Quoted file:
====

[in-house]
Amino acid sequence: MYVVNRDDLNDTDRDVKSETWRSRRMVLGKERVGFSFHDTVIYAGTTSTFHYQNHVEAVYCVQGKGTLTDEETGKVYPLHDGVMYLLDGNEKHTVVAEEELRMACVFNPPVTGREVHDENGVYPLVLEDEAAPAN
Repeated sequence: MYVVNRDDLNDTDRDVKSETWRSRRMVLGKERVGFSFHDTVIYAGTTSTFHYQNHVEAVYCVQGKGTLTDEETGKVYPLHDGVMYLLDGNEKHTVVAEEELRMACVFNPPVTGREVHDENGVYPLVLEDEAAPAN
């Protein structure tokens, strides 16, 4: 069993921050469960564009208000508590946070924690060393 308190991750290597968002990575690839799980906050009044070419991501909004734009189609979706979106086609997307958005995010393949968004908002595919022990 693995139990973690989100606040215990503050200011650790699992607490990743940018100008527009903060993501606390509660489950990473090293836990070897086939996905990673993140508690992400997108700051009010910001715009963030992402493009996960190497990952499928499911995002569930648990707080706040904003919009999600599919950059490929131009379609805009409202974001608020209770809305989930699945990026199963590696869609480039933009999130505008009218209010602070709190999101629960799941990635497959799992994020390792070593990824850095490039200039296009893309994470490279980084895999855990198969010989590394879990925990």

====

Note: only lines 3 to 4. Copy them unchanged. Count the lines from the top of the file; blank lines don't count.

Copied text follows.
Repeated sequence: MYVVNRDDLNDTDRDVKSETWRSRRMVLGKERVGFSFHDTVIYAGTTSTFHYQNHVEAVYCVQGKGTLTDEETGKVYPLHDGVMYLLDGNEKHTVVAEEELRMACVFNPPVTGREVHDENGVYPLVLEDEAAPAN
């Protein structure tokens, strides 16, 4: 069993921050469960564009208000508590946070924690060393 308190991750290597968002990575690839799980906050009044070419991501909004734009189609979706979106086609997307958005995010393949968004908002595919022990 693995139990973690989100606040215990503050200011650790699992607490990743940018100008527009903060993501606390509660489950990473090293836990070897086939996905990673993140508690992400997108700051009010910001715009963030992402493009996960190497990952499928499911995002569930648990707080706040904003919009999600599919950059490929131009379609805009409202974001608020209770809305989930699945990026199963590696869609480039933009999130505008009218209010602070709190999101629960799941990635497959799992994020390792070593990824850095490039200039296009893309994470490279980084895999855990198969010989590394879990925990």